This paper actually came from personal experience with IVF and the hundreds of couples striving to have a child by artificial means in a Chinese hospital in Shanghai. At the same time I was being asked to give a psychologists view of IVF procedures from a tele-health company with a subscription channel to 1,000’s of parents and potential parents. The outline of the content is not about the procedure of IVF (In Vitro Fertilization) but the stress of going through the process from wanting a baby to the actual birth. All the tribulations and disappointments along the way until the eventual success of a pregnancy leading to an eventual birth or not! Also a case for psychological care of IVF patients.
IVF treatment along with other artificial ways of getting pregnant are becoming more and more common for couples who cannot wait for nature to takes its course through normal reproductive sexuality. The Stressors come from many areas to the couple who wish to make this their chosen route to a family. In most Western countries IVF is offered to childless couples and older couples who have tried for some time to get pregnant normally. However in many other countries it is a way to ensure the birth of a boy (cultural assertiveness) effectively by sexing the fertalized eggs for gender (even though illegal in most countries). In China young couples who feel under family pressure to have a child (potential grandparents not willing to wait), choose IVF as a fast track method to pregnancy and fulfilling their traditional roles. The one child policy to control over-population was relaxed in 2017 and now there is a two child policy in force. Most couples who have one child already did not want a second as the expense of bring up a child in China is enormous. However especially where the one child was a girl, the family pushed the wife to commit to the second child in order to get a boy. The birth if a second girl would be seen a shameful. It is quite amazing to attend a maternity hospital in China and see the huge amount of young couples under 30 years old trying to get a second child. Those there trying for their first are also trying to avoid divorce. Women who cannot produce for the family would certainly be shamed by the family and the mother in law on the boys side would be pushing for a divorce in order to find a more suitable child bearing girl for her son.
Lets look however at where it all starts – not getting pregnant normally through sexual contact. In a lot of cases the blame game begins with who’s fault is it? Men often feel it must be the wife’s fault as they cannot face the embarrassment of knowing they are the ones with a problem – medically or psychologically. So initially it is often the wife (or partner) that goes to the doctor and has all the checks – internal – blood tests – scrapes and more – all leaving a feeling of inadequacy to the woman. If however all is well and no medical or biological reason can be found for her not being pregnant then the next step of course is the male. For men given a little cup and a room with a few suggestive pictures on the wall and asked to ejaculate sperm is not the easiest thing to do. However with a little imagination and sometimes a little help from the wife things move along and the cup has a spoonful of sperm and semen to hand into the hospital laboratory. It is actually discouraging to watch the nurse throw most of it away (they only need a minute specimen) as you had a time producing it. A sense of humour is often the best protection against embarrassment. At this point after the agonizing wait – the results come in the form of a print out that you cannot understand and told to take it to the doctor for analysis. The man quietly hoping that his sperm are strong active swimmers and so he can relax.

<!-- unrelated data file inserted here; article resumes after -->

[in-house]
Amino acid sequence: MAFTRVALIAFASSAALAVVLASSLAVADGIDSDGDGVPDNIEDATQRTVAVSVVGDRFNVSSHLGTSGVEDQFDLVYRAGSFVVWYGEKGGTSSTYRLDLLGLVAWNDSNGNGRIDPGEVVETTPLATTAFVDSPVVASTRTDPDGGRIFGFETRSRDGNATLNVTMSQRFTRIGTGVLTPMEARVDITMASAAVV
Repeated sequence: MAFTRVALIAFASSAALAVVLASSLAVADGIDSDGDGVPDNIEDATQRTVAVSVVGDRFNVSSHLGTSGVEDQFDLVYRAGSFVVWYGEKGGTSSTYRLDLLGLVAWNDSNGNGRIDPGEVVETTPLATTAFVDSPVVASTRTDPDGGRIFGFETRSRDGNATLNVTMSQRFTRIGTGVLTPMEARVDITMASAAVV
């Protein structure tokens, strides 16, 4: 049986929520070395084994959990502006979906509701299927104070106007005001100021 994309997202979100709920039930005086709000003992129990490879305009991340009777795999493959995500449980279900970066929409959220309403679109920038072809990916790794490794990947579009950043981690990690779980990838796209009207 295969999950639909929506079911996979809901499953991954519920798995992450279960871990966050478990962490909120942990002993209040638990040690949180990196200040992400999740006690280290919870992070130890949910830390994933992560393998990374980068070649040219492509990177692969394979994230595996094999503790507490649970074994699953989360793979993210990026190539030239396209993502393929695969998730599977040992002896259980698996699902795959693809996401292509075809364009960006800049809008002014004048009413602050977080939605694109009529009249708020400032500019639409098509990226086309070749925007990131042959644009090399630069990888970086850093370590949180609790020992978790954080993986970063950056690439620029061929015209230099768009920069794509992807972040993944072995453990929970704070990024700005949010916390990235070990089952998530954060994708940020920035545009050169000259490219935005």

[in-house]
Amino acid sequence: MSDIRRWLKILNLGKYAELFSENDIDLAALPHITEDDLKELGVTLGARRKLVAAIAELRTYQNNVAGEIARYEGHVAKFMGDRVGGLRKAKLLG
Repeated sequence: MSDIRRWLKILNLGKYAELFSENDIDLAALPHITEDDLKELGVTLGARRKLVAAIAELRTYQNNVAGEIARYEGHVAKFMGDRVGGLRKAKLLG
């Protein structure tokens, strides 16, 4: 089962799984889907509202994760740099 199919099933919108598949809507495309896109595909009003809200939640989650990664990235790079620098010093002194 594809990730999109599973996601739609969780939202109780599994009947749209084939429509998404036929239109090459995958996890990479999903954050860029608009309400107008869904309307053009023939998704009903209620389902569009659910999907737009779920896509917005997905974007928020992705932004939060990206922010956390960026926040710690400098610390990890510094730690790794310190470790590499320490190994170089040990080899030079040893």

All being well with both parties then the procedure starts in earnest with most the females going for many (and I mean many) appointments over a period of months to go through the complex process of preparing her body, womb and eggs for the inevitable fertilization by the males collected sperm. (Often frozen and waiting for the right moment).
Stress Along the Way:
1. Blaming – the initial who’s fault is it. The stress of the unknown cause of the lack of pregnancy – the need to follow complex monthly cycles that still do not seem to produce the desired results. Blaming can happen at many stages of IVF mostly about the female partner’s inability to give the family the desired outcome.